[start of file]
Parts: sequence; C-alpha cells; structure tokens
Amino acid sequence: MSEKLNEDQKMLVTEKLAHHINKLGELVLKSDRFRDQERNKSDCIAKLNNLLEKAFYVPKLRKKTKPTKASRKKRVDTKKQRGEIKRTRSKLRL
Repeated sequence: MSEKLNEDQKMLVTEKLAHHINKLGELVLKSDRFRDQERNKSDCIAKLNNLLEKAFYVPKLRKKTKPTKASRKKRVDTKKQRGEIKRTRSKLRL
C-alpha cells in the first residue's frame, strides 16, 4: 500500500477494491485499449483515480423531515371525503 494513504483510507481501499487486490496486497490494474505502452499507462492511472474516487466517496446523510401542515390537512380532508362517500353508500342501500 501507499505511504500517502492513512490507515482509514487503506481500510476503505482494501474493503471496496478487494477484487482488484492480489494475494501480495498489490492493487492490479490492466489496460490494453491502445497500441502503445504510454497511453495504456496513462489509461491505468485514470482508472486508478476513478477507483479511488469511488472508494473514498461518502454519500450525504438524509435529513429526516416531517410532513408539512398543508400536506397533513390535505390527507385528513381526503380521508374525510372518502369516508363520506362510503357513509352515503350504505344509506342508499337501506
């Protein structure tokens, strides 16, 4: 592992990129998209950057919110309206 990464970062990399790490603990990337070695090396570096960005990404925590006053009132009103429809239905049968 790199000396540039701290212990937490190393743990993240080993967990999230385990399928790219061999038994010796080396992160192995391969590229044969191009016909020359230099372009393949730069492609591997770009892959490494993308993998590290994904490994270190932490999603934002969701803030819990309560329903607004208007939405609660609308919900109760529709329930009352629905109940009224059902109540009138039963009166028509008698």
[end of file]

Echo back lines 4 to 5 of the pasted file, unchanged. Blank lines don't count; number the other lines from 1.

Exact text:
C-alpha cells in the first residue's frame, strides 16, 4: 500500500477494491485499449483515480423531515371525503 494513504483510507481501499487486490496486497490494474505502452499507462492511472474516487466517496446523510401542515390537512380532508362517500353508500342501500 501507499505511504500517502492513512490507515482509514487503506481500510476503505482494501474493503471496496478487494477484487482488484492480489494475494501480495498489490492493487492490479490492466489496460490494453491502445497500441502503445504510454497511453495504456496513462489509461491505468485514470482508472486508478476513478477507483479511488469511488472508494473514498461518502454519500450525504438524509435529513429526516416531517410532513408539512398543508400536506397533513390535505390527507385528513381526503380521508374525510372518502369516508363520506362510503357513509352515503350504505344509506342508499337501506
């Protein structure tokens, strides 16, 4: 592992990129998209950057919110309206 990464970062990399790490603990990337070695090396570096960005990404925590006053009132009103429809239905049968 790199000396540039701290212990937490190393743990993240080993967990999230385990399928790219061999038994010796080396992160192995391969590229044969191009016909020359230099372009393949730069492609591997770009892959490494993308993998590290994904490994270190932490999603934002969701803030819990309560329903607004208007939405609660609308919900109760529709329930009352629905109940009224059902109540009138039963009166028509008698």